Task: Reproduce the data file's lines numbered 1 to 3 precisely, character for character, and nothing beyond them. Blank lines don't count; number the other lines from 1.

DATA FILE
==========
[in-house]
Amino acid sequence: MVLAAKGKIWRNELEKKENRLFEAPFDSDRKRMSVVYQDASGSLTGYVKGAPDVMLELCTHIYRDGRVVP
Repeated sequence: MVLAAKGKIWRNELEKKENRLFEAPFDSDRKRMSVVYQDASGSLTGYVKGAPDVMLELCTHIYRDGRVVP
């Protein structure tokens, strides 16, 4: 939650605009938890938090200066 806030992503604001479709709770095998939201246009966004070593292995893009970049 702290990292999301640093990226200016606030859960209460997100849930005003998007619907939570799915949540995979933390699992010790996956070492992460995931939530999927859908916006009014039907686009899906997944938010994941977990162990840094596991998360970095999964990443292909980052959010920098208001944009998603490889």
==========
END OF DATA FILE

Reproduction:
[in-house]
Amino acid sequence: MVLAAKGKIWRNELEKKENRLFEAPFDSDRKRMSVVYQDASGSLTGYVKGAPDVMLELCTHIYRDGRVVP
Repeated sequence: MVLAAKGKIWRNELEKKENRLFEAPFDSDRKRMSVVYQDASGSLTGYVKGAPDVMLELCTHIYRDGRVVP